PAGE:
The Golden Knights are one for their last 24 on the power play. They matched their longest stretch of the season by not scoring a PP goal in six straight games and have dropped to 12th in the league at 18.8% on the season.
So, the obvious question is, what’s going wrong that’s keeping the Golden Knights from converting?
The answer, and please don’t want to hurt me when you read this, is nothing. The power play has actually been quite good except for the end product. They’ve been successfully entering the zone with regularity, they’ve won a majority of face-offs, they’ve spent most of their man-advantage time in the offensive zone, and they’ve created a ton of chances, many Grade A+.
In the 24 power play opportunities, the Golden Knights have created 46 scoring chances, 24 of them high danger (according to NaturalStatTrick.com). That’s almost two chances per PP and at least one of them either in the blue paint or right around it.
I watched all 24 power plays and counted just two that I would consider below average. More than 15 were what I consider good or great.
Here are four examples of great chances that aren’t converted into goals.
Yet, just one goal. Why? The main reason is good goaltending. John Gibson robbed about four great chances. Jack Campbell turned away a few. Martin Jones was very good as well. But more so, a lot of it has to do with the variance that’s built into the game of hockey, especially on the PP. The Golden Knights had been very consistent prior to this stretch. Outside of the first six games of the season, Vegas had not gone three straight without a power play goal. They also rose to over 20% and remained in the top 10 in the league for a majority of the year after the miserable start.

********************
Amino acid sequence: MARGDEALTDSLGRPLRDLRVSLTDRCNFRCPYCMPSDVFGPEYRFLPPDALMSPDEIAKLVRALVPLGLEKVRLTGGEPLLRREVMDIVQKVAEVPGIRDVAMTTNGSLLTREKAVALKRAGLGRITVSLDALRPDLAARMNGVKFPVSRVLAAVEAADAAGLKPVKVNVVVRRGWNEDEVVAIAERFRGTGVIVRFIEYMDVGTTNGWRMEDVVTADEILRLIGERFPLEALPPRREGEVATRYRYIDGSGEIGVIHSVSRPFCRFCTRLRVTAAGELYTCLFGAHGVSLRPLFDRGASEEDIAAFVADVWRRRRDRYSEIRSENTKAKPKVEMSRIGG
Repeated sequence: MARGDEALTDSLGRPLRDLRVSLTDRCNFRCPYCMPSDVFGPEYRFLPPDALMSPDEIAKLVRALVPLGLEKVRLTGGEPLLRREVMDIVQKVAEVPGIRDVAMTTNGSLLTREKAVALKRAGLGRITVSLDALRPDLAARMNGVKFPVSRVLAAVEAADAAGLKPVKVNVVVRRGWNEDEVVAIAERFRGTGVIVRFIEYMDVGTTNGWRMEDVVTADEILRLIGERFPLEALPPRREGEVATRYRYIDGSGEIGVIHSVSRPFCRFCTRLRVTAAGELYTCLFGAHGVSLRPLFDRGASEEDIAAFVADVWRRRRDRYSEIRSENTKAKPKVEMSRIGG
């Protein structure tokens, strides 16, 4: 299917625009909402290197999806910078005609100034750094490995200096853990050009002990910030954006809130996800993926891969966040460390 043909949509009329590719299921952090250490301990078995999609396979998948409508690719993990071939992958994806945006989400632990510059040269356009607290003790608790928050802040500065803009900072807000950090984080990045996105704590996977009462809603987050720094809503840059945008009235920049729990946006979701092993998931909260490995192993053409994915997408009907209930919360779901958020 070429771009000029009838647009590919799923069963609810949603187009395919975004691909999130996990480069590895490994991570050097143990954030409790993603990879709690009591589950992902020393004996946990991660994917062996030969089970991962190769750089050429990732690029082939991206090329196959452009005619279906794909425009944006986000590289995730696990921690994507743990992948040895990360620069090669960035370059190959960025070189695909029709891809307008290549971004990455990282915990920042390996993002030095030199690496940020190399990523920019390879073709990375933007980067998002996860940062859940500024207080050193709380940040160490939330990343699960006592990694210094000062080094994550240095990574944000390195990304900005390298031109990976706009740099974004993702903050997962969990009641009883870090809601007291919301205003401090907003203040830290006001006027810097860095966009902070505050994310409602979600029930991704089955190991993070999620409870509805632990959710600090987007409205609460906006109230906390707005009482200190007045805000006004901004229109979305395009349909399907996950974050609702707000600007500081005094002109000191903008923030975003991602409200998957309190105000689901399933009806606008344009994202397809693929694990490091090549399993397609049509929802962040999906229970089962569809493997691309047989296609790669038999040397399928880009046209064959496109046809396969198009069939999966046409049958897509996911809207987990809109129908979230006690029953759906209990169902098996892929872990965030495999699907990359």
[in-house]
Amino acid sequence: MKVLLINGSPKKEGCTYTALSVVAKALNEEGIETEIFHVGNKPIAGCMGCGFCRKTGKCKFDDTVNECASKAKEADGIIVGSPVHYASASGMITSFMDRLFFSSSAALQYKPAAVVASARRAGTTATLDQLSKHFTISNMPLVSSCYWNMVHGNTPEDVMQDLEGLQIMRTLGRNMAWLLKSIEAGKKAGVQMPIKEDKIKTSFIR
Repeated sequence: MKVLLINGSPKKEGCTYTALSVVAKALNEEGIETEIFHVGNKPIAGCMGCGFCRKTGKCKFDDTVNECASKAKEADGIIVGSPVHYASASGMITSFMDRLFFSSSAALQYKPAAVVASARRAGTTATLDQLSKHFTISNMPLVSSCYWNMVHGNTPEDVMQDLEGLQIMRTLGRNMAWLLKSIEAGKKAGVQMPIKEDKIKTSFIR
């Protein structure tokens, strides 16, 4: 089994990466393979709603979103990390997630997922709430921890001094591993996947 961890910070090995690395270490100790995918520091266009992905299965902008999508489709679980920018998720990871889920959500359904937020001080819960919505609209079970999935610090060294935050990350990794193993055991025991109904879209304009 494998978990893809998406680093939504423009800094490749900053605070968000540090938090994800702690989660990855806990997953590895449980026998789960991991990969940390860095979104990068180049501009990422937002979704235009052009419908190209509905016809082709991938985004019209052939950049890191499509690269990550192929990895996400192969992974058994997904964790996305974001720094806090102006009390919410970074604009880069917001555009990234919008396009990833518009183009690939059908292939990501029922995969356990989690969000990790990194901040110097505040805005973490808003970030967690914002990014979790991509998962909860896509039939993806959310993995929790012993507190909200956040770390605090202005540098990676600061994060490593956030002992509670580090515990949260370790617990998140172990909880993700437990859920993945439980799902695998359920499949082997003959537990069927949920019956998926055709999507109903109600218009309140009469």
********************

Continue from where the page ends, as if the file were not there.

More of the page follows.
Of course, missing Reilly Smith and Colin Miller makes everything a bit tougher on the PP. Miller is a focal point on the unit he plays on, constantly a threat to score from the point, and Smith is dangerous in close to the net making the final pass that leads to the goal.
However, that excuse would hold more weight if it actually showed itself on the ice. Instead, the Golden Knights are getting shots from the point, they are getting through, and it doesn’t look like this as missing a playmaker like Smith.
Also, the Golden Knights remain the only team in the NHL to have not allowed a shorthanded goal. So even without scoring, the PP has guaranteed two minutes of scoreless hockey on the other end. In fact, the Golden Knights barely even allow chances while on the man-advantage. Vegas has only allowed multiple shorthanded scoring chances in a game in four of their 48 games this season. They’ve only allowed 23 chances in more than 243 minutes of PP time.
All in all, while the power play may look anemic at the moment, patience is all that’s necessary. Every ingredient to a good power play is there, they just need the finishing touch and I’m confident they’ll find it, soon.